A friend of mine told me that he recently cut out all of his native plants to reduce fire risks. He owns a country property in an area with high biodiversity value. His house and property were threatened by the bad bush-fires we had in Victoria recently. The same sentiments are expressed in this Canberra Times article – keep natives out of your backyard! I don’t agree with these views for three reasons: (1) We have a responsibility to protect native plant and animal communities particularly in rural areas; (ii) There are many fire-resistant native species and information about such species (for particular parts of Australia) is widely available; (iii) The layout and design of gardens is important as well as the plants you choose.
Planting natives in your garden is a water and fertilizer-friendly way of conserving local biodiversity and provides an ongoing source of natural beauty, colours and textures. Native gardens can be adapted even to a formal traditional style if that is your cup of tea. But of course if you do have a native garden you need to be aware of fire risks by appropriately choosing fire-resistant species native to your area and by designing the garden and maintaining the exterior of your property appropriately.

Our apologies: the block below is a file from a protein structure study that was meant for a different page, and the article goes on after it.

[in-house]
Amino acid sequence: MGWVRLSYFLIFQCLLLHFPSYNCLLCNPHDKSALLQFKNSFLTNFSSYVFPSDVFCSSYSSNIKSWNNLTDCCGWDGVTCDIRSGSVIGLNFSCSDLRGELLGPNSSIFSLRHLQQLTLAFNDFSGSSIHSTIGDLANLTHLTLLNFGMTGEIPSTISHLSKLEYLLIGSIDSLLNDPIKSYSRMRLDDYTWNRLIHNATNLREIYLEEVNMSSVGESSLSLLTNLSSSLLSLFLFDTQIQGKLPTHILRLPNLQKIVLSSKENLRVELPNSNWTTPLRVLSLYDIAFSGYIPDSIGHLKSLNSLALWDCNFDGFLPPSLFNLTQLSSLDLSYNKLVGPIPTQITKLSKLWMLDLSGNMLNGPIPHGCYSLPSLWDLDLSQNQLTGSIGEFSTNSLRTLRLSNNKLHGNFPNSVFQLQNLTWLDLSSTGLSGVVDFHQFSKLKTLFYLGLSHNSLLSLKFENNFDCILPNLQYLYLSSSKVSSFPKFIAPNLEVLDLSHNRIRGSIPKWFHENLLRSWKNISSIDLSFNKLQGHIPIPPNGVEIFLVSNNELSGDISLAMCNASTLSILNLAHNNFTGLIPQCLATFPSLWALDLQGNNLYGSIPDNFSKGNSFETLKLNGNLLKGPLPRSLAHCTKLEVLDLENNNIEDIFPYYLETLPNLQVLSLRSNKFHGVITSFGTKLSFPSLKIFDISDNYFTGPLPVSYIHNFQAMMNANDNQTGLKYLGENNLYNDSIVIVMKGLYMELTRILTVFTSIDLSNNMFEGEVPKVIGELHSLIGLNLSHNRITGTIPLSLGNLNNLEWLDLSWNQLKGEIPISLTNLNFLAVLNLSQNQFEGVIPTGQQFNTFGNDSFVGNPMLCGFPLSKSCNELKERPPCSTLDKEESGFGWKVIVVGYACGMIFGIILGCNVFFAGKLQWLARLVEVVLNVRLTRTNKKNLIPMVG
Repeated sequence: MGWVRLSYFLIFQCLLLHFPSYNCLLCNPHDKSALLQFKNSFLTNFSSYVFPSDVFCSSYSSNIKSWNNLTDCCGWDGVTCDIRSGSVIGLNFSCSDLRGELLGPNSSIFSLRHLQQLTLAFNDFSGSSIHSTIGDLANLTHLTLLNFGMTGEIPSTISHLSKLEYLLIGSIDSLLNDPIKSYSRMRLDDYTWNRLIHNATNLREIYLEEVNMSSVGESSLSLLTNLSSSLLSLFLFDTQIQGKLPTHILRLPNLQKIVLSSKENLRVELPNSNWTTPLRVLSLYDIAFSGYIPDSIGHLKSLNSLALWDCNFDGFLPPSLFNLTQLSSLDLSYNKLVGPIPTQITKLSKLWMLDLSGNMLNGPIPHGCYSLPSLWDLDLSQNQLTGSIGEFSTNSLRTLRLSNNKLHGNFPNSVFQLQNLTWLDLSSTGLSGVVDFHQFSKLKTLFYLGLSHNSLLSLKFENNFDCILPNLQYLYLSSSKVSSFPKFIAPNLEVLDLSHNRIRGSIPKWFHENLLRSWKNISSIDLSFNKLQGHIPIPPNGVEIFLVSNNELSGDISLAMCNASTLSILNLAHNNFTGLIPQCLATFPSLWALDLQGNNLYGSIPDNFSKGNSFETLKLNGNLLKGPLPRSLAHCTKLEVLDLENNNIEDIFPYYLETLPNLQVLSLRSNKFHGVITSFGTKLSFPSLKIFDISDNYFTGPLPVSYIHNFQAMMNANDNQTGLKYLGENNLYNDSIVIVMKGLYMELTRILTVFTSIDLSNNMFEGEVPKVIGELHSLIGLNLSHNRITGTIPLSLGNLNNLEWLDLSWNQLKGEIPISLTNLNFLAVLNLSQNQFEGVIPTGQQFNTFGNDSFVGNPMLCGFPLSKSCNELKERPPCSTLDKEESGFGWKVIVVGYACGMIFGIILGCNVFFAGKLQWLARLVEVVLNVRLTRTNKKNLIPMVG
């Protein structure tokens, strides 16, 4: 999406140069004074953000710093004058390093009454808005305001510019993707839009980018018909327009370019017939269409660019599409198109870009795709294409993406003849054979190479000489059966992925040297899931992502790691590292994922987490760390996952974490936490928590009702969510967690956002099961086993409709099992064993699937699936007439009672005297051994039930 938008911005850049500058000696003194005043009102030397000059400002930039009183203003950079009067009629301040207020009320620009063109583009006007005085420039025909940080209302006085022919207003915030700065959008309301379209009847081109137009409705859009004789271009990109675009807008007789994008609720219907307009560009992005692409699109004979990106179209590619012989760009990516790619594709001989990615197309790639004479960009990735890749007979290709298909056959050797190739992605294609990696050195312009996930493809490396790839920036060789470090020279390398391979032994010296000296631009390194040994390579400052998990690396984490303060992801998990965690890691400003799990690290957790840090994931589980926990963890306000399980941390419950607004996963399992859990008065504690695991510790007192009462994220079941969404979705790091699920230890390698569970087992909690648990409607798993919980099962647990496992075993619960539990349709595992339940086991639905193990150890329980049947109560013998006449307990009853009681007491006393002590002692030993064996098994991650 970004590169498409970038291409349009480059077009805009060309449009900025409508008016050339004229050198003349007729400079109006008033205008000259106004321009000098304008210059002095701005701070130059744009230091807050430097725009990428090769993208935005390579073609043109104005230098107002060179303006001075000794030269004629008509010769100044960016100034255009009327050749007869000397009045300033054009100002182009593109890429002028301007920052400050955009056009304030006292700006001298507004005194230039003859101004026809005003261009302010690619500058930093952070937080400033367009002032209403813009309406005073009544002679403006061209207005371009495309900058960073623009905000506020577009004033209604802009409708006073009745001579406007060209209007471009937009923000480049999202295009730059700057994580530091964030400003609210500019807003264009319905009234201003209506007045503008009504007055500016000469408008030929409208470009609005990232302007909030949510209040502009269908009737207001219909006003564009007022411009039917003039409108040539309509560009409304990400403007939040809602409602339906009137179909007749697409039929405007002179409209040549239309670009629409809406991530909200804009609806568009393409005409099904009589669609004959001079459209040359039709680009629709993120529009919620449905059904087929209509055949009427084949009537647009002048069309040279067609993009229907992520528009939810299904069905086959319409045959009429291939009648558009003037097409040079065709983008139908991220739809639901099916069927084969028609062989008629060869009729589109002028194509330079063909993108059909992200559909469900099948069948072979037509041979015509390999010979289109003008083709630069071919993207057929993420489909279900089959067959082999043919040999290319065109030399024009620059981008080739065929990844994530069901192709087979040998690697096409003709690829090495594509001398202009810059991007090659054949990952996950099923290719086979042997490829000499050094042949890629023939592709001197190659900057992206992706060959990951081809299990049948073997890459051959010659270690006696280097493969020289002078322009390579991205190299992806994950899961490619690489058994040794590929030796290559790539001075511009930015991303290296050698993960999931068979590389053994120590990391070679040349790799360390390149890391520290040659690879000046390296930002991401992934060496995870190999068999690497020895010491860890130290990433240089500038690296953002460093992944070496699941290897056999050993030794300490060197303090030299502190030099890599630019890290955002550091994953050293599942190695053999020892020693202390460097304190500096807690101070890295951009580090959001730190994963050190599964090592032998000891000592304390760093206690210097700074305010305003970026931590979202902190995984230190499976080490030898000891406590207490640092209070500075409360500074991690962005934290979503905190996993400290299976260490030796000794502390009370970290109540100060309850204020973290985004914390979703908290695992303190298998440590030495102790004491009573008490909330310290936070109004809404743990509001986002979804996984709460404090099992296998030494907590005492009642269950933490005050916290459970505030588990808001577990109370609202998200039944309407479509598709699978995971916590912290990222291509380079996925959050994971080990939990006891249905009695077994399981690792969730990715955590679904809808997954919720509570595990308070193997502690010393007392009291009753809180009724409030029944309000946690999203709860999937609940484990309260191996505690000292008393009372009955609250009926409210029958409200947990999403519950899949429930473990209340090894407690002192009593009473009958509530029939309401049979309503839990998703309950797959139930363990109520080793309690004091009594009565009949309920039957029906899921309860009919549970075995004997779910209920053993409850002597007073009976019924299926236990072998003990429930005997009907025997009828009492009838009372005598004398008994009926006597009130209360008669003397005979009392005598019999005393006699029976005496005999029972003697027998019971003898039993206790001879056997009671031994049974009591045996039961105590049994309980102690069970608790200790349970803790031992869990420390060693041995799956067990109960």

It alarms me that people will use any excuse to avoid accepting their conservation responsibilities. There is a type of environmental “realist” ethic that is widespread that says let’s be practical and accept that total devastation of the local environment is an inevitable consequence of living decently. It isn’t and this view reflects intellectual laziness, diminished aesthetic values and, of course, contempt for our native flora and fauna.